Sheed & Ward, Credence Cassettes sold
By NCR STAFF
The National Catholic Reporter Publishing Company has announced the sale of Sheed & Ward, its books division, and Credence Cassettes, its audio tapes division.
Publisher Thomas C. Fox said May 1 that he was pleased that Sheed & Ward and Credence Cassettes have found good new homes and that The National Catholic Reporter Publishing Company will move into the future concentrating its resources on our companys periodicals, led by the NCR newsweekly.
Fox said the NCR Publishing Company recently signed a letter of intent to sell Sheed & Ward to Theological Book Service, an apostolate of the priests of the Sacred Heart, in Franklin, Wisc. It is a great match and assures that the Sheed & Ward tradition will live on, he said.
Credence Cassettes, Fox said, has been sold to Kathleen M. Madden, who has worked for the NCR Publishing Company for the past 11 years, the last nine as marketing director for Credence Cassettes, and Kathleen A. Conwell, most recently employed by the National Federation for Catholic Youth Ministry and the Kansas City/St. Joseph diocese as local coordinator of the 1997 National Youth Conference. The name of their new company is Credence Communications, located in Kansas City, Mo.
The moves, Fox said, follow a decision by the companys board of directors to focus resources on its periodicals, led by the National Catholic Reporter newspaper and including Celebration, the liturgical monthly, and its associated newsletters, and Praying magazine.
This is going to allow us to live out our mission in a healthier manner and take full advantage of new electronic technologies that will enlarge our reach and improve our periodicals to better serve readers as widespread as the entire global family, Fox said.
Sacred Heart Fr. Paul J. McGuire, chairperson of the advisory board of Theological Book Service, said, This is a perfect marriage, and the Sacred Heart Community is excited about the possibilities this will afford us to spread the Good News in even greater ways than we have done in the past.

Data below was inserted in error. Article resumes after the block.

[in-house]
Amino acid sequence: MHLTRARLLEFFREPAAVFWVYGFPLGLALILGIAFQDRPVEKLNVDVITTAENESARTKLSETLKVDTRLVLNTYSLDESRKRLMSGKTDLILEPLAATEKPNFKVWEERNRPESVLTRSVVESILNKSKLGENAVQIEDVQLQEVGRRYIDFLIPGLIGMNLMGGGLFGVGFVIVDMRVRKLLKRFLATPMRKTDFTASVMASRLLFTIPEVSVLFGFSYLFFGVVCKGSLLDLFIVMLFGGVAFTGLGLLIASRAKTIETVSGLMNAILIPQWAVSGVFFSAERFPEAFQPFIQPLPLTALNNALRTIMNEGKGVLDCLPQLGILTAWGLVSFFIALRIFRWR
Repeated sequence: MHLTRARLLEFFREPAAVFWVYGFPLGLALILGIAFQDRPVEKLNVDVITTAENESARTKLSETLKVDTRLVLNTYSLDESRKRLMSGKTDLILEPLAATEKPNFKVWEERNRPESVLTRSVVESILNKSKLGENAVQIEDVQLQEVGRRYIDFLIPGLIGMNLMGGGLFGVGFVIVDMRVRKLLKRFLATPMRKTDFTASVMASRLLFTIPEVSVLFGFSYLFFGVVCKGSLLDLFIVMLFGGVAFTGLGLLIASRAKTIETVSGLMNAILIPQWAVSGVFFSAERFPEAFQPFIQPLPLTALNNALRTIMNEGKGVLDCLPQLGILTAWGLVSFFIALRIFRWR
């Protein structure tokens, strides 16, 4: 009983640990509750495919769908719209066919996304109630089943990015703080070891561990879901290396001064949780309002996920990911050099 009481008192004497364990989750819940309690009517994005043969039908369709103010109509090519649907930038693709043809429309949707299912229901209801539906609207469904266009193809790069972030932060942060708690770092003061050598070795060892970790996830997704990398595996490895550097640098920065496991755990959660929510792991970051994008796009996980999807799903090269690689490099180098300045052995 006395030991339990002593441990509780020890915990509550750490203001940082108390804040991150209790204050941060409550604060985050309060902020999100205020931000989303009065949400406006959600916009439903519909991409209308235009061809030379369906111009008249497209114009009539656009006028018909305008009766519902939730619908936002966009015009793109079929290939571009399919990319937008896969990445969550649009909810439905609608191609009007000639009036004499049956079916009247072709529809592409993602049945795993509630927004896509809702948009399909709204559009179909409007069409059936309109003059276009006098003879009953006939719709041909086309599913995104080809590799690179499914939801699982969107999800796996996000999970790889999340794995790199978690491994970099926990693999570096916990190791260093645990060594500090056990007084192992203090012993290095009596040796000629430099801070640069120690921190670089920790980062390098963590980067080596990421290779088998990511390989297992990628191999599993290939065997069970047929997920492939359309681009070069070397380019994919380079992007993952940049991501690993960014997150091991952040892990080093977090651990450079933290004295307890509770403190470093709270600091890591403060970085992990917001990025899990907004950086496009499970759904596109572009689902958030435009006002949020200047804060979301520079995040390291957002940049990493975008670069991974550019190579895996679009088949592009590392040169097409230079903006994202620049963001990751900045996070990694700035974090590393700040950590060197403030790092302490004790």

Stephen J. Hrycyniak, director of the book service, said, We feel blessed and privileged to have the opportunity to continue the work of this publishing house with its long and distinguished history.
Sheed & Ward was founded in London in 1926 by Frank Sheed and Maisie Ward. Sheed, an author, publisher and apologist, was an Australian by birth. He vowed to visit England and Ireland before beginning his law studies. While in London he became active in the Catholic Evidence Guild where he and Maisie Ward met. Ward was a writer, street preacher, social activist and later a publisher. Seven years after the founding of Sheed & Ward publishing house in England, they opened a New York office.
Since 1985 Sheed & Ward has been a division of NCR Publishing Company and, as such, has carried on the tradition of the founders by publishing works of religious writers in the fields of spirituality, pastoral ministry, catechetics, theology, medical ethics and moral theology. Sheed & Ward has been committed to publishing practical resources for the working, ministering church.
The priests of the Sacred Heart, who founded Theological Book Service as a mission of their community at the close of the Second Vatican Council, have a history that goes back to France and the First Vatican Council. The Sacred Heart Fathers currently live out their mission in a number of ways, most notably through their work among Native Americans in South Dakota and the rural poor in Mississippi; through Sacred Heart Seminary, with its emphasis on second career vocations to the priesthood; and through Theological Book Service, bringing the latest in religious literature to the world.
Madden and Conwell said they intend to carry on the tradition of Credence Cassettes, providing a broad selection of materials for personal growth and spirituality as well as resources for ministry. They said they plan to expand in the areas of youth ministry, womens studies and training programs.
Fox said plans call for Sheed & Ward to move to its new home July 1.
National Catholic Reporter, May 8, 1998